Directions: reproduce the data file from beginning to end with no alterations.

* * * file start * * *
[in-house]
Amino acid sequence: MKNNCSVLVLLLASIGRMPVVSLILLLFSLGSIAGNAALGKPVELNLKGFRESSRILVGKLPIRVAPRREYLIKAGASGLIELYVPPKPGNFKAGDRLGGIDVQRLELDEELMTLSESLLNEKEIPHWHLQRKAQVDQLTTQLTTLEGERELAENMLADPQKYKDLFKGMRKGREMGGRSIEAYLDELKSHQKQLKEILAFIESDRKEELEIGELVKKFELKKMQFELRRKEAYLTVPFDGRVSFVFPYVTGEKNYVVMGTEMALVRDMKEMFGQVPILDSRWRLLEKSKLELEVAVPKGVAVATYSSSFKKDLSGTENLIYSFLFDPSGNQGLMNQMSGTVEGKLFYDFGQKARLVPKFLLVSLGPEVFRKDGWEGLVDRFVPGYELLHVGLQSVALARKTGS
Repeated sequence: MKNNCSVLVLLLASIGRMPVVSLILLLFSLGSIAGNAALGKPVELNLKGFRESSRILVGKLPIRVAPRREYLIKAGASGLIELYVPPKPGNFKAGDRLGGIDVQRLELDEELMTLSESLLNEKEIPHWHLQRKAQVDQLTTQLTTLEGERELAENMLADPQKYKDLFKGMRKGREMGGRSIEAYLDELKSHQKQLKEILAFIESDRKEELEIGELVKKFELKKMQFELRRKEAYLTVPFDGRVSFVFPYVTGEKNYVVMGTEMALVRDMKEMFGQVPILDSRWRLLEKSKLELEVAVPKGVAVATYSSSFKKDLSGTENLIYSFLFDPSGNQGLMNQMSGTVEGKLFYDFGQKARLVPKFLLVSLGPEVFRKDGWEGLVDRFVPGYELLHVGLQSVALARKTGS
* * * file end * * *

[in-house]
Amino acid sequence: MKNNCSVLVLLLASIGRMPVVSLILLLFSLGSIAGNAALGKPVELNLKGFRESSRILVGKLPIRVAPRREYLIKAGASGLIELYVPPKPGNFKAGDRLGGIDVQRLELDEELMTLSESLLNEKEIPHWHLQRKAQVDQLTTQLTTLEGERELAENMLADPQKYKDLFKGMRKGREMGGRSIEAYLDELKSHQKQLKEILAFIESDRKEELEIGELVKKFELKKMQFELRRKEAYLTVPFDGRVSFVFPYVTGEKNYVVMGTEMALVRDMKEMFGQVPILDSRWRLLEKSKLELEVAVPKGVAVATYSSSFKKDLSGTENLIYSFLFDPSGNQGLMNQMSGTVEGKLFYDFGQKARLVPKFLLVSLGPEVFRKDGWEGLVDRFVPGYELLHVGLQSVALARKTGS
Repeated sequence: MKNNCSVLVLLLASIGRMPVVSLILLLFSLGSIAGNAALGKPVELNLKGFRESSRILVGKLPIRVAPRREYLIKAGASGLIELYVPPKPGNFKAGDRLGGIDVQRLELDEELMTLSESLLNEKEIPHWHLQRKAQVDQLTTQLTTLEGERELAENMLADPQKYKDLFKGMRKGREMGGRSIEAYLDELKSHQKQLKEILAFIESDRKEELEIGELVKKFELKKMQFELRRKEAYLTVPFDGRVSFVFPYVTGEKNYVVMGTEMALVRDMKEMFGQVPILDSRWRLLEKSKLELEVAVPKGVAVATYSSSFKKDLSGTENLIYSFLFDPSGNQGLMNQMSGTVEGKLFYDFGQKARLVPKFLLVSLGPEVFRKDGWEGLVDRFVPGYELLHVGLQSVALARKTGS